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I have a HP laptop from the UK, after trying several combinations I finally found that alt gr + shift + | (pipe) worked. No idea why it won't work normally in Linux!


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I think what you are asking is: Can the internal drive be partitioned MBR? There would be no GPT partitions. Can Windows then be installed using the traditional BIOS boot method. No OS X and therefore no Boot Camp Assistant. I have never tried to do this, but I accidentally installed Fedora 21 workstation 32 bit mode this way from a live DVD. The ...


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Here's one way of doing it, it's not elegant but it will work. Download and install Virtualbox and install Windows on it from your .ISO file. This will verify your .ISO is working. Once you've got Windows installed, download Rufus. This will create a bootable USB drive that will boot your MacBook, assuming the .ISO is good to begin with. Once that's done ...


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If I remember correctly these files belong to the VisualC++ redistributable. When the installer runs it extracts these files to the root of a drive and then installs to the correct folder. Once the install is complete, these files can just be deleted. This isn't really anything to do with Boot Camp.


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There are basically two ways you can run Windows on a Mac. You can run Windows in an emulator like VirtualBox, Parallels or VMWare. You get the entire functionality of Windows, but it is running within a VM on another operating system so you don't get the entire performance of the Mac as the resources are shared between Windows and OS X. But you can ...


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I agree that you should test rEFInd using a flash drive. I see one can download "A USB flash drive image file" containing rEFInd. I believe you would be better off using my instructions. If you have any problems with my steps, let me know. Steps to Install rEFInd on a USB Flash Drive Download "A binary zip file" from The rEFInd Boot Manager: Getting ...


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Just another possible answer for anyone else with a similar situation to mine.... I'd been battling all night thinking there was issues with my USB stick etc or some weird partitioning problem etc. In the process I think I've understood a lot more about how my Mac Mini (Late 2014) boots now for Boot Camp. First, I thought the USB stick it prepared (I was ...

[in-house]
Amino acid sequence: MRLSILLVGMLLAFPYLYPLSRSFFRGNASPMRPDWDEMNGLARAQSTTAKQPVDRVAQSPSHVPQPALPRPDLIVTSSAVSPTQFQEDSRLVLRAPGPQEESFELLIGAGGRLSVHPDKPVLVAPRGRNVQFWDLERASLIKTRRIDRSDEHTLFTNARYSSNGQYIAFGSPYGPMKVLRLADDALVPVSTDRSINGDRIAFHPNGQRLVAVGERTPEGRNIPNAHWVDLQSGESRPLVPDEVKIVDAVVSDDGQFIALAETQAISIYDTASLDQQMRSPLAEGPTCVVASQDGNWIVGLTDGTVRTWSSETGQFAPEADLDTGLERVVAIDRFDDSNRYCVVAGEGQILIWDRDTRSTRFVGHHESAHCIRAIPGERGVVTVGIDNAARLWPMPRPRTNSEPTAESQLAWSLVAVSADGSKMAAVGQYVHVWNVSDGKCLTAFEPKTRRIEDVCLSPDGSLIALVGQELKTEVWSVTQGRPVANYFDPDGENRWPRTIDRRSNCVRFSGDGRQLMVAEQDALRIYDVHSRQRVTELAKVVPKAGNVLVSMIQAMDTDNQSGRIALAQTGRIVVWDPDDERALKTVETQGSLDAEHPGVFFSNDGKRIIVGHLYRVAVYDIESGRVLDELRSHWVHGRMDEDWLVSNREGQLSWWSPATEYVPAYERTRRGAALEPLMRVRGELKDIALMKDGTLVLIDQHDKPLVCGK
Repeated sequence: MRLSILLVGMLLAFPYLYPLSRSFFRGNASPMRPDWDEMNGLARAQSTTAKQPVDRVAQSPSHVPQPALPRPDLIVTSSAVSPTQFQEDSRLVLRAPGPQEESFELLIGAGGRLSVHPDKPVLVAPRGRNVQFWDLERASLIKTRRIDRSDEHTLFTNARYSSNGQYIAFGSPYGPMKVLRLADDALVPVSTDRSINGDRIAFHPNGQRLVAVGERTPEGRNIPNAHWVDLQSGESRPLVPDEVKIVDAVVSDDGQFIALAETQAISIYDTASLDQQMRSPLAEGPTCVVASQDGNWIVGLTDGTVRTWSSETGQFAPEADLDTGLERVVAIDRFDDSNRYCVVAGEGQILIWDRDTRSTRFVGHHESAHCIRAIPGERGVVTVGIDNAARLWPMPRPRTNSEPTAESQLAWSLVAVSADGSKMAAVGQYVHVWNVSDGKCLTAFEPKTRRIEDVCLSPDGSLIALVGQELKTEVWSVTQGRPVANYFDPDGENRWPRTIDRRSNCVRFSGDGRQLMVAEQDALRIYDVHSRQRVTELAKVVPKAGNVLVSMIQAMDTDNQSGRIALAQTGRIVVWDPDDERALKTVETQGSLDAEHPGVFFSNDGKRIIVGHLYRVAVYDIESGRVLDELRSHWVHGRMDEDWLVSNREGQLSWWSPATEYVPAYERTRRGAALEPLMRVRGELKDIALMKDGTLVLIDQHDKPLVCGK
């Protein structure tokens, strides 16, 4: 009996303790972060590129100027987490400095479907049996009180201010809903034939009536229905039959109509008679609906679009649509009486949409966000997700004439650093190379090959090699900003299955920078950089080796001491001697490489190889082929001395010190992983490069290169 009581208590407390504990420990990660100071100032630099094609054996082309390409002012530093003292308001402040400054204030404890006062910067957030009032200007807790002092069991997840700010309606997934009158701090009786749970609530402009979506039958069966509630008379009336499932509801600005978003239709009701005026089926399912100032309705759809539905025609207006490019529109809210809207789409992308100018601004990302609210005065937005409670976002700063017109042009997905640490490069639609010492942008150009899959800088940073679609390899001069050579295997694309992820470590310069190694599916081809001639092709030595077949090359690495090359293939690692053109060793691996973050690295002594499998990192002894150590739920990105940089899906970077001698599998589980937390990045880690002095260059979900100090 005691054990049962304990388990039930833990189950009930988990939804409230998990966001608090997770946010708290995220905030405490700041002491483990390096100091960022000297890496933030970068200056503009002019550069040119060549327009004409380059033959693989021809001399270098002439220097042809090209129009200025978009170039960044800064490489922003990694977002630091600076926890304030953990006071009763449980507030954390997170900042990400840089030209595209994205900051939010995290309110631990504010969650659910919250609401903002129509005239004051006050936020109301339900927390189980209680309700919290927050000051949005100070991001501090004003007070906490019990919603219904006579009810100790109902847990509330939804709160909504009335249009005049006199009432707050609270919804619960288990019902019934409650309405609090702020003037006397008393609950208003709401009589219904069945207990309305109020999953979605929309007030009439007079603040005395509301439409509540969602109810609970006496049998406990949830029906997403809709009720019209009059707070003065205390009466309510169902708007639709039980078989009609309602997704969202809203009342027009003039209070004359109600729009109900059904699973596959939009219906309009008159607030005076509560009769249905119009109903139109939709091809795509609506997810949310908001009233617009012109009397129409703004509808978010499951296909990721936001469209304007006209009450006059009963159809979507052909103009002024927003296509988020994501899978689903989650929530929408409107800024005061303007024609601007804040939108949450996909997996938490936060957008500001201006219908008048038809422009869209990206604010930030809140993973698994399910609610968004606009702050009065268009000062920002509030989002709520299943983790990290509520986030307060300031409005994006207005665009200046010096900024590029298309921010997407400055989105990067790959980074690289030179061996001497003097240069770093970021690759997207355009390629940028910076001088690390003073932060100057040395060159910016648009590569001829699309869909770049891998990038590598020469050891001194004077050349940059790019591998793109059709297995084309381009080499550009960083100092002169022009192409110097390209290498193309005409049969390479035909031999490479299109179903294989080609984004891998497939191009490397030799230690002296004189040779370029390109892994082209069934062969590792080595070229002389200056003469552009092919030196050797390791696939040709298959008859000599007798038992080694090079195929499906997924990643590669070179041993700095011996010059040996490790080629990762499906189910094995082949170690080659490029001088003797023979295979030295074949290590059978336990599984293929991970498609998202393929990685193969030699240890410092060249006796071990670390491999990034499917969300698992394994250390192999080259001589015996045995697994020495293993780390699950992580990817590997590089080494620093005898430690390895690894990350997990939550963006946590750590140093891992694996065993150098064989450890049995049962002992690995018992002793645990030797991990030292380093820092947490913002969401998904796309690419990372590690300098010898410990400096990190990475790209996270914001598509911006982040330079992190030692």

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The answer is YES. My mid 2007 iMac is currently configured in such a fashion. My Windows 8.1 uses a BIOS boot. I have two NTFS partitions, one exFAT partition and two HFS+ partitions. (I also have the hidden EFI partition and the hidden OS X recovery partition) The exFAT partition is read/writeable from all operating systems. Do you need to keep your ...


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I tested this using Yosemite and it does work. I assume you are doing a BIOS boot for Windows. If you are doing an EFI boot, then this script will probably not work. BIOS booting is the traditional way that BootCamp installs Windows on Macs. I added an additional button to allow changing the default operating system to Windows. You are aware that you can ...


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Are you dual-booting or using a VM? Unless you have a specific reason for it like critical h/w performance or driver incompatibility, I always prefer using a VM for ease of use. And in this case the Windows video driver would be auto installed.